February 4, 2014
A Ukip MEP believes that British Muslims should sign a special code of conduct and warns that it was a big mistake for Europe to allow “an explosion of mosques across their land”. Gerard Batten, who represents London and is member of the party’s executive, told the Guardian on Tuesday that he stood by a “charter of Muslim understanding“, which he commissioned in 2006.
The document asks Muslims to sign a declaration rejecting violence and says parts of the Qur’an that promote “violent physical Jihad” should be regarded as “inapplicable, invalid and non-Islamic”.
Asked on Tuesday about the charter, Batten told the Guardian he had written it with a friend, who is an Islamic scholar, and could not see why “any reasonable, normal person” would object to signing it.
Batten also repeated his view that some Muslim texts need updating, claiming some say “kill Jews wherever you find them and various things like that. If that represents the thinking of modern people, there’s something wrong, in which case maybe they need to revise their thinking. If they say they can’t revise their thinking on those issues, then who’s got the problem – us or them?”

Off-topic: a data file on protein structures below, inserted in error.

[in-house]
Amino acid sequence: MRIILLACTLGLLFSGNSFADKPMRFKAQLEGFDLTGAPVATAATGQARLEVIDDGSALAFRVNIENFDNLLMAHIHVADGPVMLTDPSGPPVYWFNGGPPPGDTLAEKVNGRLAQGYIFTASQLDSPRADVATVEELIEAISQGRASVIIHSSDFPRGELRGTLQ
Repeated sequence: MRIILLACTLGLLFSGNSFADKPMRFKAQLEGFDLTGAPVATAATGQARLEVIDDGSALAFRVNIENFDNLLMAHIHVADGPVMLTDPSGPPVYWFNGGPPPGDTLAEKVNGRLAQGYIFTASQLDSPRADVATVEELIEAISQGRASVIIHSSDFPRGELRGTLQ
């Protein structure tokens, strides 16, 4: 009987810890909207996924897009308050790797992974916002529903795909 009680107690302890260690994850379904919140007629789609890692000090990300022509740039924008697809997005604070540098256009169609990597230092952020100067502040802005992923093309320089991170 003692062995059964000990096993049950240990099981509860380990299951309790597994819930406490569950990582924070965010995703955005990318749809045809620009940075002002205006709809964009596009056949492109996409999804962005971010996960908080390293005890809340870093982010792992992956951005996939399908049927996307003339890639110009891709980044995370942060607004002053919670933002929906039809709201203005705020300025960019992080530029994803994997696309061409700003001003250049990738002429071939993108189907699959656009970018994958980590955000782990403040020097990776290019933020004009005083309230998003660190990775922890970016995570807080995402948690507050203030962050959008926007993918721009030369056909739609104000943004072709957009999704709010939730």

Asked why Muslims have been singled out, rather than followers of other faiths, Batten said: “Christians aren’t blowing people up at the moment, are they? Are there any bombs going off round the world claimed by Christian organisations? I don’t think so.”
With Ukip hoping to top the polls in May’s European elections, Batten is top of the party’s MEP candidate list for London, having passed a round of psychometric testing to make sure his views were acceptable. However, Batten – Ukip’s spokesman on immigration and a former candidate for London mayor – appears to have held some controversial positions on Islam for some time. His “proposed charter of Muslim understanding” was written in 2006 by Sam Solomon, a former Muslim who converted to Christianity, with a foreword by the MEP himself.
In a press release from the time, published on Ukip’s website, Batten calls on Muslims to sign a five-point affirmation, in which they would promise to accept equality, reject violence in the name of religion, and accept a need to “re-examine and address the meaning and application of certain Islamic texts and doctrines”.